The Compass is unprepossessing, stuck in a desolate spot between Islington and Kings Cross in Penton Street. Pentonville Road is one of the cheapest properties on the Monopoly board, and as with so much of London, the relative property values on the board, developed in the 1930s, show remarkable accuracy. Mayfair and Park Lane are still the priciest areas, while Whitechapel and the Old Kent Road are still nowhere that a tycoon would aspire to live; in fact it is hard to find an area where the relative value is very different, which is worth bearing in mind when an estate agent tells you that an area is “up and coming”.
The pub has wooden floor and darkly painted walls and ceiling, lending a somewhat gloomy effect to the room. The wine list fitted on a page, with wines mostly ranging from £13.50 - £40. Examples were Ferrand white Burgundy 2006 at £34 compared to a retail price of about £11 and Ondarre Rioja reserve £36 for a wine that costs a tenner to buy. For those wishing to celebrate, a relative bargain was Dom Perignon at £130, which is pretty much what it costs to buy these days. Starters were £5-£8, mains £13-£22 (with vegetables £3 and the bread £2.50), desserts £4.
Scotch egg was made from duck meat, served cut in half with a liquid egg centre; it was served cold despite the egg, so I presume the egg is placed into the previously prepared duck meat container at the last minute. Though pleasant and nicely seasoned (3/10), it was not a patch on the version at the Harwood Arms, which admittedly has single-handedly redefined the dish. Bread was made from scratch (charged for separately) and was a choice of rolls: plain, cheese and cumin seeds with black pudding. I enjoyed the cheese bread most; I am a big fan of people making their own bread rather than buying it in (4/10).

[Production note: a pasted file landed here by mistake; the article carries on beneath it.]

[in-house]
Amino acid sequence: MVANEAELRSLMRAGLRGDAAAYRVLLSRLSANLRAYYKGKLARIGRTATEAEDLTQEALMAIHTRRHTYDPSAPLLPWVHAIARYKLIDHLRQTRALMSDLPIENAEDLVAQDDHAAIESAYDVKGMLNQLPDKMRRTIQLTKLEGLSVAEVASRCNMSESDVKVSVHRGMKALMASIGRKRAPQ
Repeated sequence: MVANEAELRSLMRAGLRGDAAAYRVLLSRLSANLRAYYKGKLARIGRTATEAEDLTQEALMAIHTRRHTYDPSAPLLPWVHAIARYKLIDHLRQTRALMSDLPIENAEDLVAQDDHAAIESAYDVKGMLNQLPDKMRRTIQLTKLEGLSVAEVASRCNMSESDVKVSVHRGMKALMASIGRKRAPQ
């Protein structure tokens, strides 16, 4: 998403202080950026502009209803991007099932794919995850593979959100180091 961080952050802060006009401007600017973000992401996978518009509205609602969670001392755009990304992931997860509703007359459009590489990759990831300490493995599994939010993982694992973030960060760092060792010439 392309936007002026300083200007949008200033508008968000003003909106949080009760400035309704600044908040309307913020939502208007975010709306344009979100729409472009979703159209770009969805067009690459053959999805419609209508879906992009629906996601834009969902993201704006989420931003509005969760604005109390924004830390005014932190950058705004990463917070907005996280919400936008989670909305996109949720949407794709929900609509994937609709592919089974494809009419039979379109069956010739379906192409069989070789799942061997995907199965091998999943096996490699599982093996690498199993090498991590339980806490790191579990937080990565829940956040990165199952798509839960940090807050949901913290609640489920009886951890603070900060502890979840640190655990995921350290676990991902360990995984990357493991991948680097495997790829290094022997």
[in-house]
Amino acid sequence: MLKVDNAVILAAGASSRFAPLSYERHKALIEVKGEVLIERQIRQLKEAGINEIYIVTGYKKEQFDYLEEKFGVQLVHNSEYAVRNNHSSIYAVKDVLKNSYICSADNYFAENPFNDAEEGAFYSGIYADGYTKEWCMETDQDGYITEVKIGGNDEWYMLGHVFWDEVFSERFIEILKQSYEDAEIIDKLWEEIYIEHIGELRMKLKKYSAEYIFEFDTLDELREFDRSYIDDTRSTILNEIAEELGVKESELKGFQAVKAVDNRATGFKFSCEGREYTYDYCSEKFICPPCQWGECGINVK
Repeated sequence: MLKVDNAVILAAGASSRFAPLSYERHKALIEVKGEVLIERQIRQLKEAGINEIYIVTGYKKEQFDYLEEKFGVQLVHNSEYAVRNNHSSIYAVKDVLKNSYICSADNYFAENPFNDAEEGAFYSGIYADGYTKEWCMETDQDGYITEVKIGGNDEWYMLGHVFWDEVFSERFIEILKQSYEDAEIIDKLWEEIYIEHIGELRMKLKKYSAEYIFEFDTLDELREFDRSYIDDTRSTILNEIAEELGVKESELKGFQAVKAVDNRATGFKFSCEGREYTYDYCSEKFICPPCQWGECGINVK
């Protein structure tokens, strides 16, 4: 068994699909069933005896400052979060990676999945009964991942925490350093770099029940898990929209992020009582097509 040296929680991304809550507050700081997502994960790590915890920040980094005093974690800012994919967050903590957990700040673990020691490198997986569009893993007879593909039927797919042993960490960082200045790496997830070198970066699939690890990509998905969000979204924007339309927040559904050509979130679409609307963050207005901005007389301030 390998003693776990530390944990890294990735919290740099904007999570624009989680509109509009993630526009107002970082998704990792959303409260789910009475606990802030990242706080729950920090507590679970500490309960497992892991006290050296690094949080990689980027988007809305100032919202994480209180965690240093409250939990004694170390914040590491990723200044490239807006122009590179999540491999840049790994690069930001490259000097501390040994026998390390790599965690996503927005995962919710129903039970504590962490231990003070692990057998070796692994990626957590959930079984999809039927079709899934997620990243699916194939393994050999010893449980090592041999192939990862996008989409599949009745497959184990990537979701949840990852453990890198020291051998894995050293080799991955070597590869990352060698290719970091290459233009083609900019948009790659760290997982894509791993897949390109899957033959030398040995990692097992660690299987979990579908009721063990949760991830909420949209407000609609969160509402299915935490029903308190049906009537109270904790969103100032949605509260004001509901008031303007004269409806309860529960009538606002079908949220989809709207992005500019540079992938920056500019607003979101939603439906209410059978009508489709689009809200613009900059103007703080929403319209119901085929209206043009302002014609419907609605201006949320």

My starter of a trio of small scallops each had a little blob of pleasant pea puree, one scallop garnished with a slice of bacon. The scallops were cooked correctly and were seasoned pleasantly (3/10). Of other dishes sampled, sardines on toast were decent, a leek and potato soup with haddock was a little thin, while snails with garlic puree and parsley oil were good and served in a generous portion.
For main course I had saddle of venison, two large saddles offered with a slab of beetroot “dauphinoise” and a celeriac puree with a thick jus flavoured with ceps. The venison was nicely cooked and the sauce rich and dark, though the doorstop slab of beetroot had some of the flavour drained out of it in the cooking process (3/10). Brill with chorizo was pleasant, cep Wellington was a fine idea with decent pastry though a little dry, and steak was pleasant. Chips were a little odd, certainly home-made and crisp but very dry. Portions were very generous, to the point of being American.
Dessert was less successful: rhubarb tart tattin. I recently had my first rhubarb tart tatin when working on Masterchef the Professionals (cooked by Marianne Lumb, who made it to the finals), and this was my second exposure to the dish. Sadly this version did not work, with a mix of under-cooked rhubarb and ultra-sticky caramel with slightly under-cooked pastry not combining well at all (0/10). Staff were extremely pleasant throughout the evening, and this is certainly a cut above the average gastropub. Not all the dishes worked but at least the kitchen here is trying hard to cook real food.